Computer memory chips are manufactured identically to any other kind of integrated circuit. Wafers of ultra-pure silicon are selectively doped, masked with layer after layer of circuit diagrams, etched.. you get the picture. The extreme sensitivity of the process is one of the reasons behind the cost of microprocessors and memory these days. What if, however, there was a less touchy and expensive process? A research team lead by Der-Hsien Lien, a graduate student at the National University of Taiwan in Taipei figured out how to print memory circuitry on paper with an inkjet printer. The team fabricated a form of memory called resistive RAM, which is comprised of resistor/transistor pairs and is non-volatile (when the power is cut, the data doesn't evaporate). First, a piece of paper was screen printed with carbon paste which served as both a substrate and a common electrode. Then the paper was run through an inkjet printer which used a hacked cartridge containing a solution of titanium oxide nanoparticles instead of ink to print a layer of circuitry on top of the carbon layer. Then minute dots of silver were deposited strategically atop the titanium oxide layer (exactly how isn't clear) to form the final layer. The sheet of RAM was then subjected to various functional tests to demonstrate that it did, in fact function in the way rRAM is supposed to. The tests were successful, even after the paper was folded up and retested. Lien's team reports that they were able to fab memory cells 50 micrometers in size, smaller than the end of a human hair but as visible as a speck of dust floating in the air. The printer they used could print a single megabyte of rRAM on an A4 sheet of paper, but a printer with better resolution could hypothetically achieve data densities approaching one gigabyte of storage per page. More elabrate circuitry could probably increase that theoretical information density even farther; time will tell.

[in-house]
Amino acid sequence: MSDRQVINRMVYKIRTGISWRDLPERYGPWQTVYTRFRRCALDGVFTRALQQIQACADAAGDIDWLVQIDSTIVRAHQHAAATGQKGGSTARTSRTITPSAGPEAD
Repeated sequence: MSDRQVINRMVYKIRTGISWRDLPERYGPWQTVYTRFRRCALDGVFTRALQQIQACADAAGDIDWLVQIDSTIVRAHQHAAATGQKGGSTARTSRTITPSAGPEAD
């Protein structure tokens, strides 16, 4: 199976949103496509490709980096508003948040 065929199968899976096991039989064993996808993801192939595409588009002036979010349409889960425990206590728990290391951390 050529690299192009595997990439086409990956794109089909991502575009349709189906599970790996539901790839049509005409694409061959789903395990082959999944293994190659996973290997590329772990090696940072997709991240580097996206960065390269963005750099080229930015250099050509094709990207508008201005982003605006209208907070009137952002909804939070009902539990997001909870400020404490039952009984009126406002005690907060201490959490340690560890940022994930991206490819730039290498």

A couple of years back an obscure electrical component called a memristor became a topic of research in the field of computer engineering. Memristors work a little like a resistor and a little like a capacitor and hold a charge (representing a bit of data) for extremely long periods of time even after the power's been disconnected. A couple of years ago I wrote an article about HP initiating a research program to make memristors a practical part of computer architecture. Four years later John Sontag (VP, Director of Systems Research at HP Labs) announced that they're developing The Machine, an experimental computing platform that uses memristor-based RAM and novel optical interfaces to the silicon instead of metallic interconnects. The Machine is supposed to use much less power than comparable server-class machines and will boast many terabytes of storage online. They're working on a functional architecture for The Machine (what kind of data goes where and when) and Sontag says they're going to work with the Linux community to figure out how to use it in a practical manner. Very large in-memory data stores are already pretty common today so this doesn't sound too daunting a task, and using RAM as a file system is actually a very old but effective technique. It seems that one of the potential advantages of memristor-based memory is that it could potentially eliminate an entire class of programming problems, namely, determining which parts of a data set need to be cached because they're used heavily and which aren't and can be evicted to free up space. HP plans on offering memristor-based memory modules somewhen around 2016 and The Machine will hopefully be sold as a product three years later. Again, time will tell but they've come amazingly far in so short a period of time.